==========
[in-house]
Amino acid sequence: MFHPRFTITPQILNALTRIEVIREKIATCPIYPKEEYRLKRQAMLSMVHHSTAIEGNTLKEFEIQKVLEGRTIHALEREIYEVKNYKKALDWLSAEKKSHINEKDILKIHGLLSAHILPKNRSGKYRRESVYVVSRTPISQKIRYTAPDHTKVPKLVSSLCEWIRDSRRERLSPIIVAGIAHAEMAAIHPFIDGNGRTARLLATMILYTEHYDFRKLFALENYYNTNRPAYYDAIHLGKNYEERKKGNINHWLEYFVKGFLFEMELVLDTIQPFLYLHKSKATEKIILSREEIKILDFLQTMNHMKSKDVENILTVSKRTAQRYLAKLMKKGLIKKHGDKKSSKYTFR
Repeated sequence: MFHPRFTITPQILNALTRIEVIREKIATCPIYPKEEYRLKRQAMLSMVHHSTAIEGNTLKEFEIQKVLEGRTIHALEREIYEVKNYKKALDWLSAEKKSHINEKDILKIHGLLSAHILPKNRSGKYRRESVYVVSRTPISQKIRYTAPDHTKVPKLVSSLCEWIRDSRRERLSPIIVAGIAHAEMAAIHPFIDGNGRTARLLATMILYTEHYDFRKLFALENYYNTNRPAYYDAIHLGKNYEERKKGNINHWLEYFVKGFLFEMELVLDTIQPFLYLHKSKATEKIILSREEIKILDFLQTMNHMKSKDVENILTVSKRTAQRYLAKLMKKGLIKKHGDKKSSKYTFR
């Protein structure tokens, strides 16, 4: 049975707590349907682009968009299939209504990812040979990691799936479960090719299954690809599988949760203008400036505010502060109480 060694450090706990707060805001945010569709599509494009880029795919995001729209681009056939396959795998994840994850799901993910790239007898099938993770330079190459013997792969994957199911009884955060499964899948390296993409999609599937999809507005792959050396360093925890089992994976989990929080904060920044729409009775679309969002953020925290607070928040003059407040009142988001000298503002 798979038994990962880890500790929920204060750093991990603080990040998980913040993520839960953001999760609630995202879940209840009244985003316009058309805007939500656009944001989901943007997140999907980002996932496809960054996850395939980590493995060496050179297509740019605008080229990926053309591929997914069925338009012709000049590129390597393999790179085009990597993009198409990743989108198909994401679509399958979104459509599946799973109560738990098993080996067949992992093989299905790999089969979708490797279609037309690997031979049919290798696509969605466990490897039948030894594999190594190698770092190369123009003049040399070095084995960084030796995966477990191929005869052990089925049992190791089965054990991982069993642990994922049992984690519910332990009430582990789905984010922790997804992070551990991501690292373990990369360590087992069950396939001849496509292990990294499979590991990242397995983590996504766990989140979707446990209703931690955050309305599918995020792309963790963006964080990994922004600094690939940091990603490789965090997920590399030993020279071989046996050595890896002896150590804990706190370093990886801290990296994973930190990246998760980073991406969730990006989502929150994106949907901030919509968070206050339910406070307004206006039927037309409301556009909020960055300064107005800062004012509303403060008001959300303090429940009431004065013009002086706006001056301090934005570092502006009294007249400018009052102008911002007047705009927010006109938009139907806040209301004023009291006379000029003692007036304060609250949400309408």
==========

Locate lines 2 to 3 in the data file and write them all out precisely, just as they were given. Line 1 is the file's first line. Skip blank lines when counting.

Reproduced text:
Amino acid sequence: MFHPRFTITPQILNALTRIEVIREKIATCPIYPKEEYRLKRQAMLSMVHHSTAIEGNTLKEFEIQKVLEGRTIHALEREIYEVKNYKKALDWLSAEKKSHINEKDILKIHGLLSAHILPKNRSGKYRRESVYVVSRTPISQKIRYTAPDHTKVPKLVSSLCEWIRDSRRERLSPIIVAGIAHAEMAAIHPFIDGNGRTARLLATMILYTEHYDFRKLFALENYYNTNRPAYYDAIHLGKNYEERKKGNINHWLEYFVKGFLFEMELVLDTIQPFLYLHKSKATEKIILSREEIKILDFLQTMNHMKSKDVENILTVSKRTAQRYLAKLMKKGLIKKHGDKKSSKYTFR
Repeated sequence: MFHPRFTITPQILNALTRIEVIREKIATCPIYPKEEYRLKRQAMLSMVHHSTAIEGNTLKEFEIQKVLEGRTIHALEREIYEVKNYKKALDWLSAEKKSHINEKDILKIHGLLSAHILPKNRSGKYRRESVYVVSRTPISQKIRYTAPDHTKVPKLVSSLCEWIRDSRRERLSPIIVAGIAHAEMAAIHPFIDGNGRTARLLATMILYTEHYDFRKLFALENYYNTNRPAYYDAIHLGKNYEERKKGNINHWLEYFVKGFLFEMELVLDTIQPFLYLHKSKATEKIILSREEIKILDFLQTMNHMKSKDVENILTVSKRTAQRYLAKLMKKGLIKKHGDKKSSKYTFR